Credit Infocenter

Buying a Short Sale Property

February 8th, 2011 · 1 Comment · Real Estate

by Kristy Welsh

(Last Updated On: April 5, 2011)

If you’re not in a hurry to move, and are content to wait patiently while the seller negotiates terms with their lender, you can buy a great house through a short sale. While the owner may have paid $500,000 for it at the height of the real estate boom five years back, you can buy that same house at today’s much lower market value. Patience is the name of the game here, a game that can move at a glacial pace at times.

With two important exceptions, the deal is otherwise the same as buying any other house.

  1. Short sales are purchased As-Is. (The seller is suffering financial hardship, remember, so don’t expect any repairs.) Should your home inspection uncover things that do need repair, you have two choices:
    • Complete the sale and do the repairs yourself once it’s yours;
    • Back out of the deal and get your earnest money back.

    Your contract should always say that the sale is contingent upon an inspection period and you should check everything out thoroughly in the timeframe allotted.

  2. While most real estate contracts require only two parties to agree to the terms of sale—the buyer and the seller—short sales are contingent upon the seller’s bank agreeing to the terms as well. This is where the waiting comes in. And this is what requires unending patience.

There’s one more aspect of purchasing a short sale that may make you crazy. There can be a long, long wait between the time the seller accepts your offer and the time their lien holder (bank) agrees to accept the sale for less than they are owed by the seller, but as soon as the bank agrees to the sale they want you to Jump! (Often, bank agreements give you 21 days to close.)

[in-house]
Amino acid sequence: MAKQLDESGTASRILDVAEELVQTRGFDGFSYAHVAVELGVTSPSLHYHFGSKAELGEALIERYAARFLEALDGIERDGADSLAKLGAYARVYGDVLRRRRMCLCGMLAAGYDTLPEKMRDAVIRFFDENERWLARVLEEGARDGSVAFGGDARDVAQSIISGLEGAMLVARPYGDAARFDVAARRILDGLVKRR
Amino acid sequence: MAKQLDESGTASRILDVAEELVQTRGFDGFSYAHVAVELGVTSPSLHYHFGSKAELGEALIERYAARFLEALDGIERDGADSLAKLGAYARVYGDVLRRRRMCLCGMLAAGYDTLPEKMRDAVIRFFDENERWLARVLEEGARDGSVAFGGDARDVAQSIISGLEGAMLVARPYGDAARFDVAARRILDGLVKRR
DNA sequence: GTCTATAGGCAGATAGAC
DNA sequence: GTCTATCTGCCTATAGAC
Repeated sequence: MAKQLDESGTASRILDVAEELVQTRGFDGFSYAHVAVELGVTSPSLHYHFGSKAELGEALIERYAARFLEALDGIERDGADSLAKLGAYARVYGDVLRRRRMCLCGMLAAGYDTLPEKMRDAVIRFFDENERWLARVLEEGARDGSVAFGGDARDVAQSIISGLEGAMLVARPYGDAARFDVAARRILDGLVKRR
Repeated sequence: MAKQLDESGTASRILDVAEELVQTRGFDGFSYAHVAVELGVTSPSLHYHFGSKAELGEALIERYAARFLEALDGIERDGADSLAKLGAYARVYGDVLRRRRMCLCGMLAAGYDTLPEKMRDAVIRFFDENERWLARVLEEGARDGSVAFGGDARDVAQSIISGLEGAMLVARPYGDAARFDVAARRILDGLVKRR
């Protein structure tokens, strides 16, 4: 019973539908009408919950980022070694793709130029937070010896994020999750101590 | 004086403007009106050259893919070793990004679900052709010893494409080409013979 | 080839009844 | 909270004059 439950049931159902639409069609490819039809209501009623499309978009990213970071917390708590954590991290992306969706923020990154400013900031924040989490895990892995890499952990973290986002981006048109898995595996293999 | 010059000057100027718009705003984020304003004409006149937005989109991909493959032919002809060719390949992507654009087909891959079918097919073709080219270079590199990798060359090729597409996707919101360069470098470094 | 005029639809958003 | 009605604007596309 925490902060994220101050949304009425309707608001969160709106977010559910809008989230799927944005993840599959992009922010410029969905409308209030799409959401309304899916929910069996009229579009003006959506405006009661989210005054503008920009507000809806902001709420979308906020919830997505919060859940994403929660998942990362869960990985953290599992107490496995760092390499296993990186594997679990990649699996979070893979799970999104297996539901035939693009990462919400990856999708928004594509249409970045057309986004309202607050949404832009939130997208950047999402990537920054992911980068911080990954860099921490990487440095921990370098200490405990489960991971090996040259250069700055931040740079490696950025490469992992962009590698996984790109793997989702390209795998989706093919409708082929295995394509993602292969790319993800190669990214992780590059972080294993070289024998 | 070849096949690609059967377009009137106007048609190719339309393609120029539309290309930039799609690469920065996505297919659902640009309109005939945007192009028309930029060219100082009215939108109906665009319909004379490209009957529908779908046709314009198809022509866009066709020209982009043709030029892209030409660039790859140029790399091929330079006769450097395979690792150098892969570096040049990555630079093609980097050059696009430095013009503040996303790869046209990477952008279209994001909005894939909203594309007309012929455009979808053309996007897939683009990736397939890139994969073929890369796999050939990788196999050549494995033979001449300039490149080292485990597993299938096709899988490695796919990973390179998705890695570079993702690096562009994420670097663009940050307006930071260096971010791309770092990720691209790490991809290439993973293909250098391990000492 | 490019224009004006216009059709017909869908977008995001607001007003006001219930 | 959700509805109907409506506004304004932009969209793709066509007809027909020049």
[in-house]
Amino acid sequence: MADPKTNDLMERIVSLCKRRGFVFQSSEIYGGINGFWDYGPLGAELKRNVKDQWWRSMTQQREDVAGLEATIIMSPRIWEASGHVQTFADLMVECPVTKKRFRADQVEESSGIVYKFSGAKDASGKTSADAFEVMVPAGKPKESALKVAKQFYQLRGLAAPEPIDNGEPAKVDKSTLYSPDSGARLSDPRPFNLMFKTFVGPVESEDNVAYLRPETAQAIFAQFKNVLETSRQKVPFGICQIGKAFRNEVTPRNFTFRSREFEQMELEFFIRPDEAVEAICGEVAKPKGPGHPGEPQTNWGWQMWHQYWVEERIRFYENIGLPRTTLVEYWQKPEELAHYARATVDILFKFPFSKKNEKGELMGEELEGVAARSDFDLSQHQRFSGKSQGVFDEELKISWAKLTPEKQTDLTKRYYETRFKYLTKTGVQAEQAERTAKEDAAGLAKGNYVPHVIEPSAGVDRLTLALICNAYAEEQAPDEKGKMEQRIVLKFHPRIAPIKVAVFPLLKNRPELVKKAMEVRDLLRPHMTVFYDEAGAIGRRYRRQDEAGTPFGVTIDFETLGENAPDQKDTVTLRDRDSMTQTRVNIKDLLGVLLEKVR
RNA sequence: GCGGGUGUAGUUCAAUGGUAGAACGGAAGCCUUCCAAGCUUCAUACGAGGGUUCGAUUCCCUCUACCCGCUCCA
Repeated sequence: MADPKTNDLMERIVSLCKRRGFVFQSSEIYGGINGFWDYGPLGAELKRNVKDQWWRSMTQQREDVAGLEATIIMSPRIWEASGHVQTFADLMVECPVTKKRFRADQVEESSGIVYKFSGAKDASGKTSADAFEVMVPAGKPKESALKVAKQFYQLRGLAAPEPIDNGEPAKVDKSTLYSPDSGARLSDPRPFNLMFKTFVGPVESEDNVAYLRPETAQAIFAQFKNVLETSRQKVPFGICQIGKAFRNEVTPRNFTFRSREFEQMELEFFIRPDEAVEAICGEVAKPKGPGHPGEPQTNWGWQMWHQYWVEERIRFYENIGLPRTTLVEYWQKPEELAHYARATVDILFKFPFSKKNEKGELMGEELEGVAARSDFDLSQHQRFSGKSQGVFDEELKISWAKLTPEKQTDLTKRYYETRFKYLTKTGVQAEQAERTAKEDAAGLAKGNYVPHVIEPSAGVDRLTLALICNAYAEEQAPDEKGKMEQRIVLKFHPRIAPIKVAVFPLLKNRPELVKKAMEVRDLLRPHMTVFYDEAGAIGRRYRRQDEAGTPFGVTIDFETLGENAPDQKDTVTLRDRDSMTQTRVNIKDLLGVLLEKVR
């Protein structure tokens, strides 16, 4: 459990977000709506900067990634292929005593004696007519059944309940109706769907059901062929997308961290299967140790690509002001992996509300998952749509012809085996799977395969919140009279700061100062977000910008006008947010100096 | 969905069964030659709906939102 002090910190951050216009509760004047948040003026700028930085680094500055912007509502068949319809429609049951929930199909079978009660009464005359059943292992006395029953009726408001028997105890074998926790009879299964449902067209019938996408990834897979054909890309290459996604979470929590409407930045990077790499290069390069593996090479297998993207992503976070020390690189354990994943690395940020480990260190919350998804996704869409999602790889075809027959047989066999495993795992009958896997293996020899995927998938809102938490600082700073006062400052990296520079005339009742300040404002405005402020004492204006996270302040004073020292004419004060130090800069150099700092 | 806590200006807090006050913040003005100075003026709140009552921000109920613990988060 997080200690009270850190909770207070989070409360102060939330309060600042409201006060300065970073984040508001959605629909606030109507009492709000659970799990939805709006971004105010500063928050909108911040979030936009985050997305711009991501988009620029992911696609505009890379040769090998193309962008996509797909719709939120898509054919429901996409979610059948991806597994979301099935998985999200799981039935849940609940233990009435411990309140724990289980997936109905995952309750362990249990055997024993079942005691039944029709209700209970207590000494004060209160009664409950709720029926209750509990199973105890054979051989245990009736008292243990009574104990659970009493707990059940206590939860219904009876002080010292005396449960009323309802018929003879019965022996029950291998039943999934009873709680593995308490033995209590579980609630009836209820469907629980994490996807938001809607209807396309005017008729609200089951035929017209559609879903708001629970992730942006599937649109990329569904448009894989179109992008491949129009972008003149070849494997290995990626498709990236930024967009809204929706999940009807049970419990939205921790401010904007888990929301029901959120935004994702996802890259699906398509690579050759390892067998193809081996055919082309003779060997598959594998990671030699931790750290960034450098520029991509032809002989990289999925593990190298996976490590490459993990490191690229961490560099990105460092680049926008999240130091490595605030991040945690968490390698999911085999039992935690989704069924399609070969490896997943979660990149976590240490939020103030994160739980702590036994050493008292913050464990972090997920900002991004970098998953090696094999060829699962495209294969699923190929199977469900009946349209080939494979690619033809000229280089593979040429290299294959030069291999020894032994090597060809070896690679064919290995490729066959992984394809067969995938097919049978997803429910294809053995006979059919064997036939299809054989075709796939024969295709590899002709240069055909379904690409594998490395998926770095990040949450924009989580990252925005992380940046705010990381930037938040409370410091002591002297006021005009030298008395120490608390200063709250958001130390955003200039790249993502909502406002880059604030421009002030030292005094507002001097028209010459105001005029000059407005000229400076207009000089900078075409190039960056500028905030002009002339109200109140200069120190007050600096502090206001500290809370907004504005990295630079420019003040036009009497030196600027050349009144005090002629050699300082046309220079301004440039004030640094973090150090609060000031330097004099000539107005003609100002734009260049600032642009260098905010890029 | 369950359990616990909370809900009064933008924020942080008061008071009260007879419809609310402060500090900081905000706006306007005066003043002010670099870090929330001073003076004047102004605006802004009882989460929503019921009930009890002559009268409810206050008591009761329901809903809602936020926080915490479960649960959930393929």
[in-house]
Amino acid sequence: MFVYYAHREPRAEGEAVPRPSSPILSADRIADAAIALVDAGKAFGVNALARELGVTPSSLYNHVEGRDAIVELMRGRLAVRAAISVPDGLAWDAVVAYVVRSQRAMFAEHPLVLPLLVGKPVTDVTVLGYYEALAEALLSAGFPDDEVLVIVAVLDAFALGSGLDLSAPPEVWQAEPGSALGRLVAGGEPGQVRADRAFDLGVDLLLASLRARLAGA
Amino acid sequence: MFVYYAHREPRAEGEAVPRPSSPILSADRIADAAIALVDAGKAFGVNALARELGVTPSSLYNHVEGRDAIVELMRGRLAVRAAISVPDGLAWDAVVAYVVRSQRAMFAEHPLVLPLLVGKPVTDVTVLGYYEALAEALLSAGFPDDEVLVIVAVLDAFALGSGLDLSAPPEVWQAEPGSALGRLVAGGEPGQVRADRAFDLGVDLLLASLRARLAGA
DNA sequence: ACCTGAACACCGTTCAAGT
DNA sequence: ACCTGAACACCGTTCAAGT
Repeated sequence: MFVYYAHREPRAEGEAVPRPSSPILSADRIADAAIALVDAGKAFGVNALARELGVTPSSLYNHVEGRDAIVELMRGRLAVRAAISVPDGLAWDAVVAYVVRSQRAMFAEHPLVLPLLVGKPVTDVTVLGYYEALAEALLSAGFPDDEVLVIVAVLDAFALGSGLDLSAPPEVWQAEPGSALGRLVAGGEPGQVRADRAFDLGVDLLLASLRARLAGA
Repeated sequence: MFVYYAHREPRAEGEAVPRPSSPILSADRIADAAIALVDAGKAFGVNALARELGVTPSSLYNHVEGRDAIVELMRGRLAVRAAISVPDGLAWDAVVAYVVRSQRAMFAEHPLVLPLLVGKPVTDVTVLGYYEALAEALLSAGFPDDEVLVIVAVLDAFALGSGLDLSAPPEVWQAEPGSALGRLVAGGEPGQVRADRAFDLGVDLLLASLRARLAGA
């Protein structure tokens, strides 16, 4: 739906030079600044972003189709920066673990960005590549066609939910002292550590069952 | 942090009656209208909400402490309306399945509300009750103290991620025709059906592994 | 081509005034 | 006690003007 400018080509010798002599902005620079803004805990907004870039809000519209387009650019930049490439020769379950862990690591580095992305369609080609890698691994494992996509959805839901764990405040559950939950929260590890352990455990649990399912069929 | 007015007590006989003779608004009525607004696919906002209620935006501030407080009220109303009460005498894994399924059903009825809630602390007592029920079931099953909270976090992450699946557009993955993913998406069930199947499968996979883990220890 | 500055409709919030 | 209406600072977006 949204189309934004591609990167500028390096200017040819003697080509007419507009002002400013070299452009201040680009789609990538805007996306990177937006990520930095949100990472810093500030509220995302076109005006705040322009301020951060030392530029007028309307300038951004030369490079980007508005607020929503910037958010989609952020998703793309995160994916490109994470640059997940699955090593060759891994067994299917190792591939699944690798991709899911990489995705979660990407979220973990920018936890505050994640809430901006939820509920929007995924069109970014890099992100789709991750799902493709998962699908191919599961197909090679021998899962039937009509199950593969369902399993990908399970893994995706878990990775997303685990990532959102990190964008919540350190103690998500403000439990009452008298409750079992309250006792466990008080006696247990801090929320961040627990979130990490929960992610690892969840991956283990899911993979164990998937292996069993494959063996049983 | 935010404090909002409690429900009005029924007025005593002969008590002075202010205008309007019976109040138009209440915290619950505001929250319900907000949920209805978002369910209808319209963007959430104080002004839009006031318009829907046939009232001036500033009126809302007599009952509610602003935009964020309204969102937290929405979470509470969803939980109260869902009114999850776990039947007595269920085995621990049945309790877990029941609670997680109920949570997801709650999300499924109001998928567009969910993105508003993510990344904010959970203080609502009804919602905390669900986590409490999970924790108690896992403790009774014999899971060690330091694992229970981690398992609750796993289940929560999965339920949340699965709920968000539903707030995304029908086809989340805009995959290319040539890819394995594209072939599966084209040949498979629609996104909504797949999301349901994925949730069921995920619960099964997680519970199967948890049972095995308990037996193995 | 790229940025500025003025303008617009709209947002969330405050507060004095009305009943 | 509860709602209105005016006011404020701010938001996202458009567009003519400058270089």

If you think you have the inner fortitude required to get through a short sale purchase, you can get a great house at a great price. While there isn’t anything truly typical about short sales, in general, it goes like this:

  • You make an offer, “as is,” contingent upon financing, and inspections, and appraisals.
  • The seller accepts your offer, which is a legal contract to purchase, but a short sale addendum states that you also need bank agreement.
  • You wait, patiently, for that bank agreement to arrive. Depending on how far along the process is when you make your offer, the wait could be as much as a year or as little as a month. Three to six months is more the norm.
  • Once the seller receives bank agreement, and is okay with the terms of it, the clock starts ticking for you.
  • Deposit your earnest money.
  • Get your lender anything he needs to finalize your financing (mortgage).
  • Do your due diligence: home inspection, termite inspection, septic, CCRs from the homeowner association, etc. Check out everything that is important to you during your inspection period.
  • Title will send you a HUD settlement statement.
  • Sign your documents. Once the docs are recorded, the home is yours.

Be aware that there is always the possibility that the seller’s bank might not agree to the short sale terms. A good Realtor can help you identify short sales likely to close. And the best Realtor will also keep you posted on a regular basis about what’s happening (or not happening) so you know your house is still in your future. Again, patience is key.

Tags: ·······

One Comment so far ↓

  • Jennifer Lopez

    There are some downsides to selling a home without a real estate agent. Another reason is that buyers realize you don’t have an agent and can try to do some hard negotiating with you and drive your price below market level because you are already “saving money” from not paying a commission and they think they should benefit from those savings as well.

Leave a Comment